Italy Begins Second Coronavirus Lockdown With Strict Rules for Select Regions

Trastevere district in Italy

Six regions in Italy will enter various levels of lockdown on Friday in an attempt to control its current resurgence of coronavirus outbreaks.  

Lombardy, Piedmont, Valle d’Aosta, and Calabria are all considered "red zones" and under the strictest level of lockdown, according to the Associated Press. Residents must stay home and will not be able to enter or leave for at least two weeks. Non-essential shops and most schools have been ordered to close, with few exceptions, while cafes and restaurants are only allowed to operate takeout services. Italy's financial hub, Milan, which is in Lombardy, will also be affected by the lockdown.

Less severe restrictions, known as an "orange" level, according to the New York Times, have been placed in Puglia and southern Sicily, where people are allowed to leave their homes but cannot travel between towns and regions. 

The designations of red, orange, and yellow zones will be reviewed by the government every week and changed, according to current coronavirus statistics.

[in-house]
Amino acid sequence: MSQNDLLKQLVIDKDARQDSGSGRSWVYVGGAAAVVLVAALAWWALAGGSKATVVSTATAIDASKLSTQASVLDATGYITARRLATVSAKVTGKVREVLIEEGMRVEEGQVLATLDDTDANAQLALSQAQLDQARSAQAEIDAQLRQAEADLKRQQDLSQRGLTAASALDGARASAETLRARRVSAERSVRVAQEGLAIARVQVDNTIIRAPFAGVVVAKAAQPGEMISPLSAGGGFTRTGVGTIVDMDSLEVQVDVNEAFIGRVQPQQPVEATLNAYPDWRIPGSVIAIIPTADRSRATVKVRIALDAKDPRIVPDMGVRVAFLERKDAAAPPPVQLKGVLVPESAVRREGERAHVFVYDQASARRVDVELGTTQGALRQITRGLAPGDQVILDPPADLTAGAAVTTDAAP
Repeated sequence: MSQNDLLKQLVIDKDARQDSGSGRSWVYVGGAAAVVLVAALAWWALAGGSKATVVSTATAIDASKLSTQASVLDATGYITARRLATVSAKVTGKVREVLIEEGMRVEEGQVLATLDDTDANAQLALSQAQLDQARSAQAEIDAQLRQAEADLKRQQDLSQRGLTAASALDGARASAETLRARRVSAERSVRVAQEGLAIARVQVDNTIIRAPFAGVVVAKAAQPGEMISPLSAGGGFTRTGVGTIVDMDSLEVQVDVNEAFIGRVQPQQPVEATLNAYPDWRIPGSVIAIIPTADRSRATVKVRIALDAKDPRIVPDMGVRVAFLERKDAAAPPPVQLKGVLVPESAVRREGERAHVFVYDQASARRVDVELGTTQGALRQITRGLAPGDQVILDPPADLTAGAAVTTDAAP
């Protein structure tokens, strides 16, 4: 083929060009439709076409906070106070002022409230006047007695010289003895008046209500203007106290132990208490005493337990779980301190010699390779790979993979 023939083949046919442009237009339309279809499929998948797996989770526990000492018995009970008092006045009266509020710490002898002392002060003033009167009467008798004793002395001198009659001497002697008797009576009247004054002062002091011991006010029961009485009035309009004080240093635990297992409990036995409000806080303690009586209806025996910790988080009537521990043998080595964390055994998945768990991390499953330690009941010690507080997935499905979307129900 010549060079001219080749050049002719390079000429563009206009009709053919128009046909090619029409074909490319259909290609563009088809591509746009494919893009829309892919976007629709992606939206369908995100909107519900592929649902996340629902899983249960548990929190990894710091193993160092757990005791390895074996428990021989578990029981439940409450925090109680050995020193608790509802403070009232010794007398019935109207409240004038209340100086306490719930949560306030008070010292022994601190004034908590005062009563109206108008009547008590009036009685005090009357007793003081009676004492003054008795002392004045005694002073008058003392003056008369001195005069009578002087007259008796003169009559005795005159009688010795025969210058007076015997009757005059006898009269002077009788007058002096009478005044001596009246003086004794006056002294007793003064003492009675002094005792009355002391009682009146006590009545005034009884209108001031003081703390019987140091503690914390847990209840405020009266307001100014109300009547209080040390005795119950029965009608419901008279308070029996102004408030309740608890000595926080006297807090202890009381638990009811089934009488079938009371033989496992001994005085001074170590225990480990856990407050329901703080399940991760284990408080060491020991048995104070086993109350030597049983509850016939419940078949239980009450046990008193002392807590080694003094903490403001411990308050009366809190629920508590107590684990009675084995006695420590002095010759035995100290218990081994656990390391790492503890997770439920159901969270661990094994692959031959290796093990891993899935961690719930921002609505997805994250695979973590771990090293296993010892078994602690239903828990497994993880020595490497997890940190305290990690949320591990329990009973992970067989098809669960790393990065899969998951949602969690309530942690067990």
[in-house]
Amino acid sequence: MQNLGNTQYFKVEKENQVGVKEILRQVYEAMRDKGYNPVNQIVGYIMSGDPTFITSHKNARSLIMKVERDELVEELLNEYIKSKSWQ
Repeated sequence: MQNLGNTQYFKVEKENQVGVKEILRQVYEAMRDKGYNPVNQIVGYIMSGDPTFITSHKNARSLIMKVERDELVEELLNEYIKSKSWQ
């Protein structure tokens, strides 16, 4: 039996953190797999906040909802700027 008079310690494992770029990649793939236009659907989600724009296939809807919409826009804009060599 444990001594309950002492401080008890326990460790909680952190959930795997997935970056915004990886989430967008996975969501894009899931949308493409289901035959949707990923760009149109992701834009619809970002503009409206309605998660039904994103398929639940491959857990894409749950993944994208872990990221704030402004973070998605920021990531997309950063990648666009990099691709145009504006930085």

Across Italy, everyone is subject to a national curfew from 10 p.m. to 5 a.m., according to the news agency ANSA. Museums and high school are closed and shopping malls on the weekends. Prime Minister Giuseppe Conte has “strongly recommended” that Italians stay home during the day, but has deferred decisions to local governments. 

“I know that these choices will mean sacrifices and difficulties, but they are the only way to bend the (contagion) curve,” Health Minister Roberto Speranza said in a statement, The AP reported. “United, we can do it.”

Friday's restrictions will be the most stringent lockdown since the pandemic first struck Italy in March. Italy’s coronavirus numbers have been spiking since the beginning of October. The country hit a peak on Oct. 31, with more than 31,000 cases reported in a single day, the Health Ministry reported. 

England went into its second lockdown this year on Thursday. The country is on lockdown for four weeks in an attempt to pause the spread of coronavirus before the Christmas travel season. Most people must work from home and restaurants and bars can only serve take-out at this time. 

France’s Health Minister is pushing to extend its current national state of emergency into February 2021. 

Cailey Rizzo is a contributing writer for Travel + Leisure, currently based in Brooklyn. When in a new city, she's usually out to discover under-the-radar art, culture, and secondhand stores. No matter her location, you can find her on Twitter, Instagram, or at caileyrizzo.com.

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